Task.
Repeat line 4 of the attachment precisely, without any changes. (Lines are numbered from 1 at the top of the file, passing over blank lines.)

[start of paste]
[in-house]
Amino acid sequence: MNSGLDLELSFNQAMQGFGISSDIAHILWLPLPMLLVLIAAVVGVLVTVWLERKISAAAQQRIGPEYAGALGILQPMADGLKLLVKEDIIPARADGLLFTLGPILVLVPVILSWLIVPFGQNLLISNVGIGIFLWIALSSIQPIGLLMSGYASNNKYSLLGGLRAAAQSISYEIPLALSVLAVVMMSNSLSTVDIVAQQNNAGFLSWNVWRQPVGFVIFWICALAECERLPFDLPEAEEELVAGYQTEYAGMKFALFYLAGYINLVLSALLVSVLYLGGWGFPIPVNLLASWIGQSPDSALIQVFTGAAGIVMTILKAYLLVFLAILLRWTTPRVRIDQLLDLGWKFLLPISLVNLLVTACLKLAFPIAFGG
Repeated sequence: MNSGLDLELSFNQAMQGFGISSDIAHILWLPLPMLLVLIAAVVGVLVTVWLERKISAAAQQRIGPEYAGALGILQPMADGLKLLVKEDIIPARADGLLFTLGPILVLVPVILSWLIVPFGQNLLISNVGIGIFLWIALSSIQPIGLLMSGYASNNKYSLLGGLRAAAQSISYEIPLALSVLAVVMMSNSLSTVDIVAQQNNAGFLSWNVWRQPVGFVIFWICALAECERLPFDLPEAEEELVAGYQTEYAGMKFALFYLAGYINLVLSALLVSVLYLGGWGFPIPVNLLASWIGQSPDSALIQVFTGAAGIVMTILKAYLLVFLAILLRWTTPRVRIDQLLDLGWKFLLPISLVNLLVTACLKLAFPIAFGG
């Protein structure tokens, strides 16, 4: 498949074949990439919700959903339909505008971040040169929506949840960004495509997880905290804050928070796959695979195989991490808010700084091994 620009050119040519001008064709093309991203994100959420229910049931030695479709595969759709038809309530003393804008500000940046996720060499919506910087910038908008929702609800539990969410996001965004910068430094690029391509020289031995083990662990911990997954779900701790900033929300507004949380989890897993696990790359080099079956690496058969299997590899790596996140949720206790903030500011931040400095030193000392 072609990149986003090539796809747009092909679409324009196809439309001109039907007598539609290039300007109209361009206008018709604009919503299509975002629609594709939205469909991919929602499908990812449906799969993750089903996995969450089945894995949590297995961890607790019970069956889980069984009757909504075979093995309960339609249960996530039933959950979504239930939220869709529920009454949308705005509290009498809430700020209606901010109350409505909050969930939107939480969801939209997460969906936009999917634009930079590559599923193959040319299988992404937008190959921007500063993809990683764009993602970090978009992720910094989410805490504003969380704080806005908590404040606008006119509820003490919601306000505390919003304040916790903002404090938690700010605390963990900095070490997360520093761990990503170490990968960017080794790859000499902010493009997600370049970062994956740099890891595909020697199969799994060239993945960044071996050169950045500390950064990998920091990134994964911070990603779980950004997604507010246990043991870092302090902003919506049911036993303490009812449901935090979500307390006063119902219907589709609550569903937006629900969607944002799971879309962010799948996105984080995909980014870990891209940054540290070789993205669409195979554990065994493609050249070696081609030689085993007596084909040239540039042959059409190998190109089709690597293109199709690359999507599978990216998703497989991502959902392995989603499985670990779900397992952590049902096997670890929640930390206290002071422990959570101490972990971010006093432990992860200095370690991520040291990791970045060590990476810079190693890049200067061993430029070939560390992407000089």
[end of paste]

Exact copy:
């Protein structure tokens, strides 16, 4: 498949074949990439919700959903339909505008971040040169929506949840960004495509997880905290804050928070796959695979195989991490808010700084091994 620009050119040519001008064709093309991203994100959420229910049931030695479709595969759709038809309530003393804008500000940046996720060499919506910087910038908008929702609800539990969410996001965004910068430094690029391509020289031995083990662990911990997954779900701790900033929300507004949380989890897993696990790359080099079956690496058969299997590899790596996140949720206790903030500011931040400095030193000392 072609990149986003090539796809747009092909679409324009196809439309001109039907007598539609290039300007109209361009206008018709604009919503299509975002629609594709939205469909991919929602499908990812449906799969993750089903996995969450089945894995949590297995961890607790019970069956889980069984009757909504075979093995309960339609249960996530039933959950979504239930939220869709529920009454949308705005509290009498809430700020209606901010109350409505909050969930939107939480969801939209997460969906936009999917634009930079590559599923193959040319299988992404937008190959921007500063993809990683764009993602970090978009992720910094989410805490504003969380704080806005908590404040606008006119509820003490919601306000505390919003304040916790903002404090938690700010605390963990900095070490997360520093761990990503170490990968960017080794790859000499902010493009997600370049970062994956740099890891595909020697199969799994060239993945960044071996050169950045500390950064990998920091990134994964911070990603779980950004997604507010246990043991870092302090902003919506049911036993303490009812449901935090979500307390006063119902219907589709609550569903937006629900969607944002799971879309962010799948996105984080995909980014870990891209940054540290070789993205669409195979554990065994493609050249070696081609030689085993007596084909040239540039042959059409190998190109089709690597293109199709690359999507599978990216998703497989991502959902392995989603499985670990779900397992952590049902096997670890929640930390206290002071422990959570101490972990971010006093432990992860200095370690991520040291990791970045060590990476810079190693890049200067061993430029070939560390992407000089």